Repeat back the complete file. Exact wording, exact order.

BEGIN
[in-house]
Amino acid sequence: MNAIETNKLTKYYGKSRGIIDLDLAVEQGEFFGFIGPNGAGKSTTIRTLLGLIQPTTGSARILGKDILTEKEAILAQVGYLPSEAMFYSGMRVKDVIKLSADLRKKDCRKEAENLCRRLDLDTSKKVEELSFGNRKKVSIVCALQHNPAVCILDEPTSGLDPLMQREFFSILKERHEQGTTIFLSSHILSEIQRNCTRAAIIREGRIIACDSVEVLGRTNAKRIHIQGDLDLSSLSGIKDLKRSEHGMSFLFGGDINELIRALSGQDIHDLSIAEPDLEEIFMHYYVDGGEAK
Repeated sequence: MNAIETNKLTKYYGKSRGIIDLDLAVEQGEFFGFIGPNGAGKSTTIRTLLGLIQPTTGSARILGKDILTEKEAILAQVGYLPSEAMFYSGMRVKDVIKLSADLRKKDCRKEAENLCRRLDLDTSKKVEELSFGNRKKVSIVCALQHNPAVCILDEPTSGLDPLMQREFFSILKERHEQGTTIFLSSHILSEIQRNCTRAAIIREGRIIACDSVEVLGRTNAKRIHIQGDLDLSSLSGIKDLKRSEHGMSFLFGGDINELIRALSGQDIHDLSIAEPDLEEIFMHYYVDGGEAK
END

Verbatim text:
[in-house]
Amino acid sequence: MNAIETNKLTKYYGKSRGIIDLDLAVEQGEFFGFIGPNGAGKSTTIRTLLGLIQPTTGSARILGKDILTEKEAILAQVGYLPSEAMFYSGMRVKDVIKLSADLRKKDCRKEAENLCRRLDLDTSKKVEELSFGNRKKVSIVCALQHNPAVCILDEPTSGLDPLMQREFFSILKERHEQGTTIFLSSHILSEIQRNCTRAAIIREGRIIACDSVEVLGRTNAKRIHIQGDLDLSSLSGIKDLKRSEHGMSFLFGGDINELIRALSGQDIHDLSIAEPDLEEIFMHYYVDGGEAK
Repeated sequence: MNAIETNKLTKYYGKSRGIIDLDLAVEQGEFFGFIGPNGAGKSTTIRTLLGLIQPTTGSARILGKDILTEKEAILAQVGYLPSEAMFYSGMRVKDVIKLSADLRKKDCRKEAENLCRRLDLDTSKKVEELSFGNRKKVSIVCALQHNPAVCILDEPTSGLDPLMQREFFSILKERHEQGTTIFLSSHILSEIQRNCTRAAIIREGRIIACDSVEVLGRTNAKRIHIQGDLDLSSLSGIKDLKRSEHGMSFLFGGDINELIRALSGQDIHDLSIAEPDLEEIFMHYYVDGGEAK